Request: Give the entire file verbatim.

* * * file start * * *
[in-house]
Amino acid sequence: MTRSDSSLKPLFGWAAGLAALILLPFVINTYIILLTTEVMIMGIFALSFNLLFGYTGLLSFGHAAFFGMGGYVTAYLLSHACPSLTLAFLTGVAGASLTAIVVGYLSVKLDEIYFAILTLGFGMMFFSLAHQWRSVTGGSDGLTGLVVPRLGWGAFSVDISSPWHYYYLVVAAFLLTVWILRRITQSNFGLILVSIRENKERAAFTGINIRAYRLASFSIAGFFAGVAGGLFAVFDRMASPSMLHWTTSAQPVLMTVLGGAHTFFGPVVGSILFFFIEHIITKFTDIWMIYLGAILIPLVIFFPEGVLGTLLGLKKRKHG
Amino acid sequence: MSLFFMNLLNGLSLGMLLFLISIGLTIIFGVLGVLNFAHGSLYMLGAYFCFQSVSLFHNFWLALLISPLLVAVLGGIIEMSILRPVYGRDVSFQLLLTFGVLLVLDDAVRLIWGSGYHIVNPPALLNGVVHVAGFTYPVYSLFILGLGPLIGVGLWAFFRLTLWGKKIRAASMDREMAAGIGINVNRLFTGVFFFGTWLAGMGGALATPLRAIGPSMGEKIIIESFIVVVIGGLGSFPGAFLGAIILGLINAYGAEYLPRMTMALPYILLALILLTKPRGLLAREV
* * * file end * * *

[in-house]
Amino acid sequence: MTRSDSSLKPLFGWAAGLAALILLPFVINTYIILLTTEVMIMGIFALSFNLLFGYTGLLSFGHAAFFGMGGYVTAYLLSHACPSLTLAFLTGVAGASLTAIVVGYLSVKLDEIYFAILTLGFGMMFFSLAHQWRSVTGGSDGLTGLVVPRLGWGAFSVDISSPWHYYYLVVAAFLLTVWILRRITQSNFGLILVSIRENKERAAFTGINIRAYRLASFSIAGFFAGVAGGLFAVFDRMASPSMLHWTTSAQPVLMTVLGGAHTFFGPVVGSILFFFIEHIITKFTDIWMIYLGAILIPLVIFFPEGVLGTLLGLKKRKHG
Amino acid sequence: MSLFFMNLLNGLSLGMLLFLISIGLTIIFGVLGVLNFAHGSLYMLGAYFCFQSVSLFHNFWLALLISPLLVAVLGGIIEMSILRPVYGRDVSFQLLLTFGVLLVLDDAVRLIWGSGYHIVNPPALLNGVVHVAGFTYPVYSLFILGLGPLIGVGLWAFFRLTLWGKKIRAASMDREMAAGIGINVNRLFTGVFFFGTWLAGMGGALATPLRAIGPSMGEKIIIESFIVVVIGGLGSFPGAFLGAIILGLINAYGAEYLPRMTMALPYILLALILLTKPRGLLAREV